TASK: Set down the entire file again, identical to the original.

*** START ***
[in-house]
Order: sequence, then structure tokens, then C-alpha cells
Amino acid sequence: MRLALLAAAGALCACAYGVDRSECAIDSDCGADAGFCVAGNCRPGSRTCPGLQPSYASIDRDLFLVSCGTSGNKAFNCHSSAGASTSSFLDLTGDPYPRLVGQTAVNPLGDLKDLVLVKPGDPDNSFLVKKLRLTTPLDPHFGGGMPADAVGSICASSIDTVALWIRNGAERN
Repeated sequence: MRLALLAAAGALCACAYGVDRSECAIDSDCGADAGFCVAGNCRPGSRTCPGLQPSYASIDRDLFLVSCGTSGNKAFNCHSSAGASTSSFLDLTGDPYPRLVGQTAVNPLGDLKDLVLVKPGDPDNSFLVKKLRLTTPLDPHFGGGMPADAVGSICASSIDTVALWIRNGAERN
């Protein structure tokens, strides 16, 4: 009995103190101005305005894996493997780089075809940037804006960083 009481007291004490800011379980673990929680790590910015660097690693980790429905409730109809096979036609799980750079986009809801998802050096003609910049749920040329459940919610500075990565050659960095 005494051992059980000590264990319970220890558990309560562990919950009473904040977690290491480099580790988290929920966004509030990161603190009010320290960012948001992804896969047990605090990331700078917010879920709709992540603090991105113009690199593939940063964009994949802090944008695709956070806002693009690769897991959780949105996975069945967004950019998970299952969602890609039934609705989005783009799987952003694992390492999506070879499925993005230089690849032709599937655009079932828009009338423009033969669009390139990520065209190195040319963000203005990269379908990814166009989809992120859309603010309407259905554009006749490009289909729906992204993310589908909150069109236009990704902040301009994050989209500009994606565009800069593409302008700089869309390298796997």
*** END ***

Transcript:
[in-house]
Order: sequence, then structure tokens, then C-alpha cells
Amino acid sequence: MRLALLAAAGALCACAYGVDRSECAIDSDCGADAGFCVAGNCRPGSRTCPGLQPSYASIDRDLFLVSCGTSGNKAFNCHSSAGASTSSFLDLTGDPYPRLVGQTAVNPLGDLKDLVLVKPGDPDNSFLVKKLRLTTPLDPHFGGGMPADAVGSICASSIDTVALWIRNGAERN
Repeated sequence: MRLALLAAAGALCACAYGVDRSECAIDSDCGADAGFCVAGNCRPGSRTCPGLQPSYASIDRDLFLVSCGTSGNKAFNCHSSAGASTSSFLDLTGDPYPRLVGQTAVNPLGDLKDLVLVKPGDPDNSFLVKKLRLTTPLDPHFGGGMPADAVGSICASSIDTVALWIRNGAERN
């Protein structure tokens, strides 16, 4: 009995103190101005305005894996493997780089075809940037804006960083 009481007291004490800011379980673990929680790590910015660097690693980790429905409730109809096979036609799980750079986009809801998802050096003609910049749920040329459940919610500075990565050659960095 005494051992059980000590264990319970220890558990309560562990919950009473904040977690290491480099580790988290929920966004509030990161603190009010320290960012948001992804896969047990605090990331700078917010879920709709992540603090991105113009690199593939940063964009994949802090944008695709956070806002693009690769897991959780949105996975069945967004950019998970299952969602890609039934609705989005783009799987952003694992390492999506070879499925993005230089690849032709599937655009079932828009009338423009033969669009390139990520065209190195040319963000203005990269379908990814166009989809992120859309603010309407259905554009006749490009289909729906992204993310589908909150069109236009990704902040301009994050989209500009994606565009800069593409302008700089869309390298796997």